Guide: Export to Kindle with native TOC, Footnotes, and Chapter Navigation Marks

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Fr Devin Roza | Forum Activity | Posted: Sun, Mar 18 2012 10:49 AM

I know there are a few posts already about Kindle, but I have come up with a methodology to export books from Logos to Kindle (or other eReader devices) that I think is really easy, quick and powerful, and wanted to start a new post to share it with you.

Goal: Export a Logos book to a native Kindle (or other eReader device) format, with fully functional native Table of Contents and working footnotes. Easy and fast (I promise! There are lot of steps, but they are very simple).

Programs: You'll need to install two free programs, Calibre and Sigil. Here are the links:

- Calibre: http://calibre-ebook.com/

- Sigil: http://code.google.com/p/sigil/downloads/list

Steps:

1. In Logos, open Tools - Program Settings. Set the option to Copy Footnotes to "Yes"

2. Open the book you would like to export to Kindle. Go to the Title Page.Change the Layout style to full screen. If you like, make the text as small as possible (this will make it slightly faster, and is completely optional).

3. With your mouse, select the text beginning on the Title Page and begin to drag the mouse downward. In the box above the book which indicates the page number, you will notice that it begins to report the pages which you currently have selected. Once you have selected a good amount (maybe every couple of chapters), right click on the selected text and choose the option Copy.

4. Paste the text into Microsoft Word (or another similar program). You will notice that the footnotes are copied, and that the hyperlinks to Logos resources are NOT included. This is good for Kindle, as those hyperlinks won't work and could simply cause confusion.

5. Go back to Logos, and repeat steps 3 and 4 until you have copied the entire book.

6. In Microsoft Word, mark the Chapter Titles and Sections of the book which you want to be included in the Table of Contents with the Styles of Heading 1, Heading 2, and Heading 3. Normally this can be done very quickly right clicking on the Chapter Titles and Section Titles and choosing the option to Select text with similar formatting.

7. Choose the option to Save As... and save the document in the format HTML, Filtered.

8. Open your saved HTML document in Sigil. On the right hand column you will notice that Sigil has generated a Table of Contents from your headings. That is a native Kindle, Nook, etc. table of contents. Optionally select the button Generate TOC from Headings. A window will pop up with your headings. On the right hand side of the window (you may need to scroll over to see it) there are check boxes where you can select or deselect one by one the headings that you want to keep or not in your Table of Contents. Sigil will also create a Chapter Navigation Mark for each one of your headings included in the Table of Contents.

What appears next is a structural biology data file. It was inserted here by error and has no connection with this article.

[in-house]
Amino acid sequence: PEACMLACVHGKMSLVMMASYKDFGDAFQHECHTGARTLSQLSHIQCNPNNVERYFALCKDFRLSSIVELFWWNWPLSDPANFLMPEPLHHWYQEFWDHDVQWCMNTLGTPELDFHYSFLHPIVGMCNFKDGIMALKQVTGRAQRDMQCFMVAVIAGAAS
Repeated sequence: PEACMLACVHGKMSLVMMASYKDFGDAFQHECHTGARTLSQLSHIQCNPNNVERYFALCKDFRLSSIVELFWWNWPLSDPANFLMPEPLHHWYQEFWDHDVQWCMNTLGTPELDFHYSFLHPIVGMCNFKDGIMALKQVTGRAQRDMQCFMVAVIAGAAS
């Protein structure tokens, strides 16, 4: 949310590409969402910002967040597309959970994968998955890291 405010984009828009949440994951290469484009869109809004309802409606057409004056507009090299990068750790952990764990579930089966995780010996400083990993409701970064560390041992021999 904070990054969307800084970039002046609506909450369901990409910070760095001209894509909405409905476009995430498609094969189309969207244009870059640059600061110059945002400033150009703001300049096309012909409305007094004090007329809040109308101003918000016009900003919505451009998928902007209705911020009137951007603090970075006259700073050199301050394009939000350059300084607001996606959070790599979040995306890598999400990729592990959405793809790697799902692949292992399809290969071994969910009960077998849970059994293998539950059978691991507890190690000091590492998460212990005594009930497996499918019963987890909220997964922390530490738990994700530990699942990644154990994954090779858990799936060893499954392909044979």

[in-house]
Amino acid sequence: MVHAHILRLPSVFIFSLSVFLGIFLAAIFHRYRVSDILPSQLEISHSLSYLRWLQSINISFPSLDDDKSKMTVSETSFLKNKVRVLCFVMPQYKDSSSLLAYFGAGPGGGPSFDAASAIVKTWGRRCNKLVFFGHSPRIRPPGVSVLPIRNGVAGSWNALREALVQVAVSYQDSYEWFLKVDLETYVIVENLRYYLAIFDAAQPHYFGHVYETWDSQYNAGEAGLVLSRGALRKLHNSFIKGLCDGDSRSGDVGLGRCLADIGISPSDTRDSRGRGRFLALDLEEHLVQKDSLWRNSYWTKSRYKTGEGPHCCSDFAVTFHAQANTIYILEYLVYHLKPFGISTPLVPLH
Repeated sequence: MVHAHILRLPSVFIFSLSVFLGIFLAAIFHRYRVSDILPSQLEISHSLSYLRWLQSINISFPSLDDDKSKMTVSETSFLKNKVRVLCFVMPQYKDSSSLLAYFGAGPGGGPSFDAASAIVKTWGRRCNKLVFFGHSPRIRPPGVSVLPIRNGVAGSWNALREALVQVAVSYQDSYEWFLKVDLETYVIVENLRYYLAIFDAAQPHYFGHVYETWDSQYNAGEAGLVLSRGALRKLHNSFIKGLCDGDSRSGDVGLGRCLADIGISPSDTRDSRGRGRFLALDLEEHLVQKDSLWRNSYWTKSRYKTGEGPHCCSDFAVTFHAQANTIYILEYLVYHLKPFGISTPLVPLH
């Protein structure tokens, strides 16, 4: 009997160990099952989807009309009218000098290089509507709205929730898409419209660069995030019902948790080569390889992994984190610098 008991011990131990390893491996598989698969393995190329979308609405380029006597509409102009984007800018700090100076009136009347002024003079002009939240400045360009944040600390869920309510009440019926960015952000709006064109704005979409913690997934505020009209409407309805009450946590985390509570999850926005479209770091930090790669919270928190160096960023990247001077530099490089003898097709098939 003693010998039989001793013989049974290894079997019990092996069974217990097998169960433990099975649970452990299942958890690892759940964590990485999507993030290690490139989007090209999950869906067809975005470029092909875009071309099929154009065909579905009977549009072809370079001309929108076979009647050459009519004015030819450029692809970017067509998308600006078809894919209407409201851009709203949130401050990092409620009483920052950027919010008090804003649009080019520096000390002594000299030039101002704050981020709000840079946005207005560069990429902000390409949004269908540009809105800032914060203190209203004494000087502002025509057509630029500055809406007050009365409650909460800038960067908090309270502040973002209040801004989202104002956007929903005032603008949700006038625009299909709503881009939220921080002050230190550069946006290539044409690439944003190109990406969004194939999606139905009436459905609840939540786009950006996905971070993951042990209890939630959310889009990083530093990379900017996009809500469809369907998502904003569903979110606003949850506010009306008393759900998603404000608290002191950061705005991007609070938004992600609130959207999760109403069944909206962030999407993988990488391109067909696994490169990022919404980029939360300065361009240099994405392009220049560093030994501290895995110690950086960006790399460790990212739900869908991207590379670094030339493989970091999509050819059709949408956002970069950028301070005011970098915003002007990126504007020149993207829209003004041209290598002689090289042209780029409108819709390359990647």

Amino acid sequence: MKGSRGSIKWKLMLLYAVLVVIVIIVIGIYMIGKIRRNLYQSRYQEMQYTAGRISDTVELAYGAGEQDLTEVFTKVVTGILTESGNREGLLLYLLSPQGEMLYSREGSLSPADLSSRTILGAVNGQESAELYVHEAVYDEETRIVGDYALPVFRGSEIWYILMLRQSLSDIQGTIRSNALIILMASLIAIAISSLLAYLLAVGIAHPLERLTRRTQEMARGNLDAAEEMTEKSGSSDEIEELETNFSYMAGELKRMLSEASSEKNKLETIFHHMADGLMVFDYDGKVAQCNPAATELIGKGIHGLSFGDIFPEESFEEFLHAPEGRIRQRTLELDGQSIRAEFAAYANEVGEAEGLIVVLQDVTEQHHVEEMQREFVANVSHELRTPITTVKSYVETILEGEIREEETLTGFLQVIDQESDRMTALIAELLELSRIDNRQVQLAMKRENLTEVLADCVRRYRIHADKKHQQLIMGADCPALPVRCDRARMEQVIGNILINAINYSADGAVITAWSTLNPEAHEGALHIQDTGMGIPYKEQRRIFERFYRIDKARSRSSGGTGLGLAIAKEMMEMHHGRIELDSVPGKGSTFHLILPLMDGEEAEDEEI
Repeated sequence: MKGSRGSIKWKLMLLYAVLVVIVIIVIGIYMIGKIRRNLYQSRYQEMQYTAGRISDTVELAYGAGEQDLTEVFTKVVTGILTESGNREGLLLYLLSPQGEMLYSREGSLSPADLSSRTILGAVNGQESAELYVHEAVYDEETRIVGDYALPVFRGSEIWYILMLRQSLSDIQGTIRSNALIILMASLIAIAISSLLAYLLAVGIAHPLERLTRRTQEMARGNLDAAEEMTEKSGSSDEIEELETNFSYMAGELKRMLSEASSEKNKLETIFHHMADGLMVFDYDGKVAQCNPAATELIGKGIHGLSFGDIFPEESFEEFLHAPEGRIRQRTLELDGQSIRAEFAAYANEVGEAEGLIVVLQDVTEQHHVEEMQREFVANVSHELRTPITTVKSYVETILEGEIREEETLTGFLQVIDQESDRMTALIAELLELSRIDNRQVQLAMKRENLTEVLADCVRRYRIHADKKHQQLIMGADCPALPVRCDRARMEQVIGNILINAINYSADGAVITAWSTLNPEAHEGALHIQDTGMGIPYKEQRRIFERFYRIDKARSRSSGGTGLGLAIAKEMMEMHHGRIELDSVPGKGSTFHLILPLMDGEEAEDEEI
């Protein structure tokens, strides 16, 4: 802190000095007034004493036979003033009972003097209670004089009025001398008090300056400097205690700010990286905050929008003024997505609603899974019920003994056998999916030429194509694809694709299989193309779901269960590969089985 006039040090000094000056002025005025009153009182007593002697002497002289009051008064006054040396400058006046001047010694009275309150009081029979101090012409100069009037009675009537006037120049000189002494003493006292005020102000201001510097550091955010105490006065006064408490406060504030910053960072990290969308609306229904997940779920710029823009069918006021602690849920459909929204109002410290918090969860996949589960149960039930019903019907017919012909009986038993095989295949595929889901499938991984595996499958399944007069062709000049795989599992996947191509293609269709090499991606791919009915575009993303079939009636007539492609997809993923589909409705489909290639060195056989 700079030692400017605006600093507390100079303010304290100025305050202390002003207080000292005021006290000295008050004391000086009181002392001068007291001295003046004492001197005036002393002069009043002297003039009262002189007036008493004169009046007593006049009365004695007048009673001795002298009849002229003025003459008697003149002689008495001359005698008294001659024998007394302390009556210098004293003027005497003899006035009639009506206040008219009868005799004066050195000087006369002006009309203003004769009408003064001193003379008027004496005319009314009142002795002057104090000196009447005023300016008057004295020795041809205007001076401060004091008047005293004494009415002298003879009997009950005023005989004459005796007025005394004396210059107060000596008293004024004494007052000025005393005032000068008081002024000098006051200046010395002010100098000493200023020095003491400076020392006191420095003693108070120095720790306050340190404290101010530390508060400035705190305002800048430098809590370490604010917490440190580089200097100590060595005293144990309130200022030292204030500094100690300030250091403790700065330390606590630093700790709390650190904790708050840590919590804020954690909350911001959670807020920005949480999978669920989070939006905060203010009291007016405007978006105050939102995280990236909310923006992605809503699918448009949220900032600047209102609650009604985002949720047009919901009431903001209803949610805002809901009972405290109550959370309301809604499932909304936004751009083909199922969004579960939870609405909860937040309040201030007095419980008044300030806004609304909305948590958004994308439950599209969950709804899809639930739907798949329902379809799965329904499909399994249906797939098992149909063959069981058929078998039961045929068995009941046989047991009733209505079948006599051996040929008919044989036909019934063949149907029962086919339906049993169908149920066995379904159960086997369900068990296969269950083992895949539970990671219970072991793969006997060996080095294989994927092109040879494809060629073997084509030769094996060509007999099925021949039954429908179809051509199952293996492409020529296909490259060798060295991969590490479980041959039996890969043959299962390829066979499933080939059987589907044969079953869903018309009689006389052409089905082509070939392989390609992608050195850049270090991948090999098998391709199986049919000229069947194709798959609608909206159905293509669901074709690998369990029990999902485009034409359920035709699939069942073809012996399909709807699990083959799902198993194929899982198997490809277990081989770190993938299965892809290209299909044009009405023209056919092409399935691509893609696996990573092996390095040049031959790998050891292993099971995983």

9. Choose the option File - Save As... and save your book as en EPUB file.

10. Open Calibre. Choose the option Add books. Select your EPUB file. Optionally select the option Edit Metadata and you can download a cover, metadata, etc., or edit it manually.

11. Connect your Kindle, Nook, etc. In Calibre, select the option to Send to Device. Calibre will convert the book to Kindle (or other as corresponds) format and send it to your Kindle.

You will then have a fully functional native Kindle book with footnotes, Table of Contents, and Chapter Markers for easy navigation!!

P.S.: If you need to add images, right click on them in the Logos book and select Copy, and then paste them into your Microsoft Word document before exporting to HTML.

If your book has a lot of images, or you don't need footnotes, you can use the built in option in Logos to "Export/Print" to an RTF or HTML file, which will include the images (but not the footnotes!). But then you have a problem! Your document is full of hyperlinks to Logos resources which will not work in Kindle. Luckily getting rid of these is very easy.

Type CTRL A to select the entire Word Document. Then select CTRL SHIFT F9. This will eliminate all the hyperlinks in your document. Then you can continue with step 6 in this Guide.

Posts 32
Rob | Forum Activity | Replied: Sun, Mar 18 2012 1:30 PM

Nice work.  I do similar on my Mac...

-- copy book text as you suggest

-- paste into M$ word

-- add a cover image and the other book meta text to the start of the Word doc

-- save doc in .doc format and email as an attachment to your Kindle email address with the word convert in the subject line.  Of course, you need to set up your Kindle page so that you have an email address of the convert process.

-- wait a few minutes and the books will appear beautifully formatted like a nice Kindle book.

I have used this method to shift a small pile of Vyrso fiction books from Logos to my Kindle.  It is a little painful but worth it as I cannot read the books on Logos or Vyrso.  Kindle by contrast is wonderful !!!